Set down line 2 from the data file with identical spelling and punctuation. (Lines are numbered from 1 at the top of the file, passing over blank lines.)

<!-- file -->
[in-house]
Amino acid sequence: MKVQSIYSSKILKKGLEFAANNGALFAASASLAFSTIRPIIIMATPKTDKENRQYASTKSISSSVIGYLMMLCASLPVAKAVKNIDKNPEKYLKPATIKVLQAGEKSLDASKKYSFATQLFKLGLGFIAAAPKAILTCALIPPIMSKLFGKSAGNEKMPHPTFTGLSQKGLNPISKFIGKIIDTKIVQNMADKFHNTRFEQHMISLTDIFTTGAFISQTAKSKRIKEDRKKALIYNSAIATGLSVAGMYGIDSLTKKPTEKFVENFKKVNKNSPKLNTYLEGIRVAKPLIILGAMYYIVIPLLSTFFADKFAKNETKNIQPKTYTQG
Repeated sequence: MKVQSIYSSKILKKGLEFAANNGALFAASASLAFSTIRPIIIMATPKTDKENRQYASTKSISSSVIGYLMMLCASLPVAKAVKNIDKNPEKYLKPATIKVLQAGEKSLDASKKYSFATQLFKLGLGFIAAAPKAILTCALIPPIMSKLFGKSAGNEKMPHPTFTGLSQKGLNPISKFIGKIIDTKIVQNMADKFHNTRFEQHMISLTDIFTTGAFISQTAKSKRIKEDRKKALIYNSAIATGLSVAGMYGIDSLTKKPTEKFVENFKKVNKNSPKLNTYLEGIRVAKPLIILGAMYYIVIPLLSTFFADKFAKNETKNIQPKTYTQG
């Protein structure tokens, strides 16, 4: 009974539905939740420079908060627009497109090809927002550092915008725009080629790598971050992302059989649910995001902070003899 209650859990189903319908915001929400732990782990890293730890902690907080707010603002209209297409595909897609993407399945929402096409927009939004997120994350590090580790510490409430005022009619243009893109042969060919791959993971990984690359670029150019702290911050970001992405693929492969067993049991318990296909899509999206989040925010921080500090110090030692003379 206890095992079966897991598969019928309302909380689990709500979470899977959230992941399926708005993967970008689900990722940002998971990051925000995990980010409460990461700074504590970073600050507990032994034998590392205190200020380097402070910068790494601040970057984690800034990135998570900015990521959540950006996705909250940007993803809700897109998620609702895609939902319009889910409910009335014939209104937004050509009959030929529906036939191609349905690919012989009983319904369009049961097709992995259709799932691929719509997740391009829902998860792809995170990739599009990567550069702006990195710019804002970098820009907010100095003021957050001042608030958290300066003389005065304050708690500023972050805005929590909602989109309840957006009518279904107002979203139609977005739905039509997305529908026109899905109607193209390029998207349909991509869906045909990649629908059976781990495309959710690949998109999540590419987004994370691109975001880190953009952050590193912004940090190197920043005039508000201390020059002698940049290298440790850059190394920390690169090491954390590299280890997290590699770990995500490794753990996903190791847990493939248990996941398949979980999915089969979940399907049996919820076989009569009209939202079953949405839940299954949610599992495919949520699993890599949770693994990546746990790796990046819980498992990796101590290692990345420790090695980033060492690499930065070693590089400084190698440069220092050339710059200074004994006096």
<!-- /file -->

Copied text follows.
Amino acid sequence: MKVQSIYSSKILKKGLEFAANNGALFAASASLAFSTIRPIIIMATPKTDKENRQYASTKSISSSVIGYLMMLCASLPVAKAVKNIDKNPEKYLKPATIKVLQAGEKSLDASKKYSFATQLFKLGLGFIAAAPKAILTCALIPPIMSKLFGKSAGNEKMPHPTFTGLSQKGLNPISKFIGKIIDTKIVQNMADKFHNTRFEQHMISLTDIFTTGAFISQTAKSKRIKEDRKKALIYNSAIATGLSVAGMYGIDSLTKKPTEKFVENFKKVNKNSPKLNTYLEGIRVAKPLIILGAMYYIVIPLLSTFFADKFAKNETKNIQPKTYTQG